Written by Adrianne Madden
Friday, 23 April 2010
Occasionally you get reminders about why fishermen need to be vigilant about industry-related stories appearing in the mainstream media. For example, consider two news stories about Thursday's House Natural Resources Committee's Subcommittee on Insular Affairs, Oceans and Wildlife hearing on catch share management.
A Gloucester (Mass.) Daily Times story reports that in his testimony, Wayne Moody, a Morro Bay, Calif., commercial fisherman (and a 1999 NF Highliner) offered "cautionary tales of bureaucratic arrogance and the need of stakeholders to insist on their rights." The message: Moody clearly is against catch shares.
But the San Luis Obispo, Calif., Tribune story about the hearing gives one a different impression. Its headline reads, "Morro fishermen support idea of catch shares." The headline and story riled several readers who posted comments stating that Moody testified that Morro Bay fisherman are adamantly opposed to catch shares.
The problem is the Tribune's misleading headline. Its story says that Moody's testimony contained recommendations for catch share management, including the need to tailor them for individual communities and for NMFS to be flexible and adaptive in implementing catch-share programs.
I didn't get the impression from the Tribune story that Moody was embracing catch shares. But the headline certainly makes one think otherwise.
You can see and hear the testimony of Moody and other fishermen and the hearing as a whole for yourself. If you want to check out unfiltered hearing testimony free of the perceptions of news gatherers or, um, a blog monkey, check out the video on the NF home page.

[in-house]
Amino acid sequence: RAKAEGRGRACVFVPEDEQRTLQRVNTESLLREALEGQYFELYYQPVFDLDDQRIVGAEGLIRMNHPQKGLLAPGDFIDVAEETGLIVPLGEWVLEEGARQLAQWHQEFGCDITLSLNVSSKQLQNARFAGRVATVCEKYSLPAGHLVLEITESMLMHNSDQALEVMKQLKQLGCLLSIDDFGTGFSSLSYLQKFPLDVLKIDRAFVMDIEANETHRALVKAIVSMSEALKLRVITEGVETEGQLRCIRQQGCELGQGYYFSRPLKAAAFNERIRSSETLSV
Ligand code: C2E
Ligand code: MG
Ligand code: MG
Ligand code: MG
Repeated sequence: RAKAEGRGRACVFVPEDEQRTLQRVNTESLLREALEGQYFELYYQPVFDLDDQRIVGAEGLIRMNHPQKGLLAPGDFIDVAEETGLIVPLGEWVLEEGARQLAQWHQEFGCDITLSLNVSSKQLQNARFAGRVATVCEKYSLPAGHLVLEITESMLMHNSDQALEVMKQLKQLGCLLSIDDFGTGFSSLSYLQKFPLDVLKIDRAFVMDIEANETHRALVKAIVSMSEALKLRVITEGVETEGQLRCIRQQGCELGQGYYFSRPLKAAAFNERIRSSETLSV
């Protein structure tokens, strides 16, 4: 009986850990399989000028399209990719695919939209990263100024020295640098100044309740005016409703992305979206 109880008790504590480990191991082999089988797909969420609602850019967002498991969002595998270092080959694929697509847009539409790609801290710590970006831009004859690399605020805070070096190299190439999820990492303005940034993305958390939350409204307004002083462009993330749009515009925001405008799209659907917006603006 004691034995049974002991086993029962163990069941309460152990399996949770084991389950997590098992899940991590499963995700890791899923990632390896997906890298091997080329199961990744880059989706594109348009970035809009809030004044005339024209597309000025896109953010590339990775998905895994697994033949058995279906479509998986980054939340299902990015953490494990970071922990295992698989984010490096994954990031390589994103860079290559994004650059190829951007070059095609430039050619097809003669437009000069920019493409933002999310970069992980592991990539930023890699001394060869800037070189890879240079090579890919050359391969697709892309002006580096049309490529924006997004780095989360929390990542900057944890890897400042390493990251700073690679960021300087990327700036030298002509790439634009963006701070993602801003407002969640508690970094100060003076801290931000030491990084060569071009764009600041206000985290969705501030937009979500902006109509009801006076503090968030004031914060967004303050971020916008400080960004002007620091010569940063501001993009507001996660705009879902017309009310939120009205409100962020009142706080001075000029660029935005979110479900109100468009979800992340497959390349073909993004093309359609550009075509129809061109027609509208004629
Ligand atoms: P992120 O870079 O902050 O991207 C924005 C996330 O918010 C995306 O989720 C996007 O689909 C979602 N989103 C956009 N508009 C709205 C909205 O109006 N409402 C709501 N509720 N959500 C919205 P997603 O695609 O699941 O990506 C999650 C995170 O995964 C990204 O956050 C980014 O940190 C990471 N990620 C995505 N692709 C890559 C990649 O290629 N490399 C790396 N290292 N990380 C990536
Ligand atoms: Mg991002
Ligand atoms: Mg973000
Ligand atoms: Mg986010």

National Fisherman Live: 3/10/15
In this episode, Online Editor Leslie Taylor talks with Mike McLouglin, vice president of Dunlop Industrial and Protective Footwear.
National Fisherman Live: 2/24/15
In this episode:
March date set for disaster aid dispersal
Oregon LNG project could disrupt fishing
NOAA tweaks gear marking requirement
N.C. launches first commercial/recreational dock
Spiny lobster traps limits not well received
The Mid-Atlantic Fishery Management Council has scheduled a series of scoping hearings to gather public input for a proposed action to protect unmanaged forage species.
The proposed action would consider a prohibition on the development of new, or expansion of existing, directed fisheries on unmanaged forage species in the Mid-Atlantic until adequate scientific information is available to promote ecosystem sustainability.Read more...
The National Marine Educators Association has partnered with NOAA this year to offer all NMEA 2015 conference attendees an educational session on how free NOAA data can add functionality to navigation systems and maritime apps.
Session topics include nautical charts, tides and currents, seafloor data, buoy networking and weather, among others.Read more...